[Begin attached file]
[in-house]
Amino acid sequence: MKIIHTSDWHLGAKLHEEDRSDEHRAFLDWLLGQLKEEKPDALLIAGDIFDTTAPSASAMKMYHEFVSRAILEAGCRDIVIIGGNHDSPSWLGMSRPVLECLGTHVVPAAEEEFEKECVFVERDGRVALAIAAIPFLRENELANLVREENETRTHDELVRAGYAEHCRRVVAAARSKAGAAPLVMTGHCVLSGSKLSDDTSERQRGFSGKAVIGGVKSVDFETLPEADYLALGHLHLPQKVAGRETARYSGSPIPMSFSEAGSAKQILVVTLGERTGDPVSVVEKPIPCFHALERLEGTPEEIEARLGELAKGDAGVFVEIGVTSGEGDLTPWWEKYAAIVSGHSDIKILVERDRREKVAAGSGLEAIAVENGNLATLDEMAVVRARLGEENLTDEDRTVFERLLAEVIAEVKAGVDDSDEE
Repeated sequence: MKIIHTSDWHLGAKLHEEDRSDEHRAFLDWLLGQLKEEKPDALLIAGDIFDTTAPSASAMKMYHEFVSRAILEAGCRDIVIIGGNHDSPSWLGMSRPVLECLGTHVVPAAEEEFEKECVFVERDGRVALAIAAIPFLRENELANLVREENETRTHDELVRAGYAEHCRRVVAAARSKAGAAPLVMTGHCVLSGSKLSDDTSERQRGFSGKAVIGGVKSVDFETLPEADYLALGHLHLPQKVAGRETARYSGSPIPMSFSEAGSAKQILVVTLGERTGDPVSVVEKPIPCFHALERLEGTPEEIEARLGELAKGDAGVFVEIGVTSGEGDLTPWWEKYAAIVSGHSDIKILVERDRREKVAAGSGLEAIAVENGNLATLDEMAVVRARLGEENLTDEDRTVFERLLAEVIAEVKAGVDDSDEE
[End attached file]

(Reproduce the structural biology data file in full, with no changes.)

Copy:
[in-house]
Amino acid sequence: MKIIHTSDWHLGAKLHEEDRSDEHRAFLDWLLGQLKEEKPDALLIAGDIFDTTAPSASAMKMYHEFVSRAILEAGCRDIVIIGGNHDSPSWLGMSRPVLECLGTHVVPAAEEEFEKECVFVERDGRVALAIAAIPFLRENELANLVREENETRTHDELVRAGYAEHCRRVVAAARSKAGAAPLVMTGHCVLSGSKLSDDTSERQRGFSGKAVIGGVKSVDFETLPEADYLALGHLHLPQKVAGRETARYSGSPIPMSFSEAGSAKQILVVTLGERTGDPVSVVEKPIPCFHALERLEGTPEEIEARLGELAKGDAGVFVEIGVTSGEGDLTPWWEKYAAIVSGHSDIKILVERDRREKVAAGSGLEAIAVENGNLATLDEMAVVRARLGEENLTDEDRTVFERLLAEVIAEVKAGVDDSDEE
Repeated sequence: MKIIHTSDWHLGAKLHEEDRSDEHRAFLDWLLGQLKEEKPDALLIAGDIFDTTAPSASAMKMYHEFVSRAILEAGCRDIVIIGGNHDSPSWLGMSRPVLECLGTHVVPAAEEEFEKECVFVERDGRVALAIAAIPFLRENELANLVREENETRTHDELVRAGYAEHCRRVVAAARSKAGAAPLVMTGHCVLSGSKLSDDTSERQRGFSGKAVIGGVKSVDFETLPEADYLALGHLHLPQKVAGRETARYSGSPIPMSFSEAGSAKQILVVTLGERTGDPVSVVEKPIPCFHALERLEGTPEEIEARLGELAKGDAGVFVEIGVTSGEGDLTPWWEKYAAIVSGHSDIKILVERDRREKVAAGSGLEAIAVENGNLATLDEMAVVRARLGEENLTDEDRTVFERLLAEVIAEVKAGVDDSDEE